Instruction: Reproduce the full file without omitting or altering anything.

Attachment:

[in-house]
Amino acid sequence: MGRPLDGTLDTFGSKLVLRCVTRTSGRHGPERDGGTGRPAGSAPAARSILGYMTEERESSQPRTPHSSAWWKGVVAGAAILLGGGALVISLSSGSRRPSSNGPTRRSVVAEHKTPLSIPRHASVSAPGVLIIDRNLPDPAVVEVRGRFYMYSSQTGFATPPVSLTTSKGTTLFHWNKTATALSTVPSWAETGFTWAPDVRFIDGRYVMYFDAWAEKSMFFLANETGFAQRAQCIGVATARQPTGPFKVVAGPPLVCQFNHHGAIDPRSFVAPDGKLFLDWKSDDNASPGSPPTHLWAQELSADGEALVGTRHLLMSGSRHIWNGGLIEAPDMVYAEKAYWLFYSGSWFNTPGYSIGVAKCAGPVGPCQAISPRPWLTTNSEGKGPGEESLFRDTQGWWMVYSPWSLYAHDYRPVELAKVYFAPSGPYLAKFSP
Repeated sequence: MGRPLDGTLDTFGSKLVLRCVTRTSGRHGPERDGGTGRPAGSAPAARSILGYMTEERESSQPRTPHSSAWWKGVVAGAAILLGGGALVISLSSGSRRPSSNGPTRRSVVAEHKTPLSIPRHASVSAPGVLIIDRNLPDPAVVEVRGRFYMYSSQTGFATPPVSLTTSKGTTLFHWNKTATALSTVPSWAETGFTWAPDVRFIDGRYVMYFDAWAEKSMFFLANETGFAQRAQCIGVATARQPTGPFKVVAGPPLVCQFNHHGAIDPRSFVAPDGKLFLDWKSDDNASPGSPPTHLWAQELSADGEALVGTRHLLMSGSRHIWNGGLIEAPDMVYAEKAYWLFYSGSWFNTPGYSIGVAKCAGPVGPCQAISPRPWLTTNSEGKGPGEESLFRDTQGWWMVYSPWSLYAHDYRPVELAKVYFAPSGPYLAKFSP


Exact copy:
[in-house]
Amino acid sequence: MGRPLDGTLDTFGSKLVLRCVTRTSGRHGPERDGGTGRPAGSAPAARSILGYMTEERESSQPRTPHSSAWWKGVVAGAAILLGGGALVISLSSGSRRPSSNGPTRRSVVAEHKTPLSIPRHASVSAPGVLIIDRNLPDPAVVEVRGRFYMYSSQTGFATPPVSLTTSKGTTLFHWNKTATALSTVPSWAETGFTWAPDVRFIDGRYVMYFDAWAEKSMFFLANETGFAQRAQCIGVATARQPTGPFKVVAGPPLVCQFNHHGAIDPRSFVAPDGKLFLDWKSDDNASPGSPPTHLWAQELSADGEALVGTRHLLMSGSRHIWNGGLIEAPDMVYAEKAYWLFYSGSWFNTPGYSIGVAKCAGPVGPCQAISPRPWLTTNSEGKGPGEESLFRDTQGWWMVYSPWSLYAHDYRPVELAKVYFAPSGPYLAKFSP
Repeated sequence: MGRPLDGTLDTFGSKLVLRCVTRTSGRHGPERDGGTGRPAGSAPAARSILGYMTEERESSQPRTPHSSAWWKGVVAGAAILLGGGALVISLSSGSRRPSSNGPTRRSVVAEHKTPLSIPRHASVSAPGVLIIDRNLPDPAVVEVRGRFYMYSSQTGFATPPVSLTTSKGTTLFHWNKTATALSTVPSWAETGFTWAPDVRFIDGRYVMYFDAWAEKSMFFLANETGFAQRAQCIGVATARQPTGPFKVVAGPPLVCQFNHHGAIDPRSFVAPDGKLFLDWKSDDNASPGSPPTHLWAQELSADGEALVGTRHLLMSGSRHIWNGGLIEAPDMVYAEKAYWLFYSGSWFNTPGYSIGVAKCAGPVGPCQAISPRPWLTTNSEGKGPGEESLFRDTQGWWMVYSPWSLYAHDYRPVELAKVYFAPSGPYLAKFSP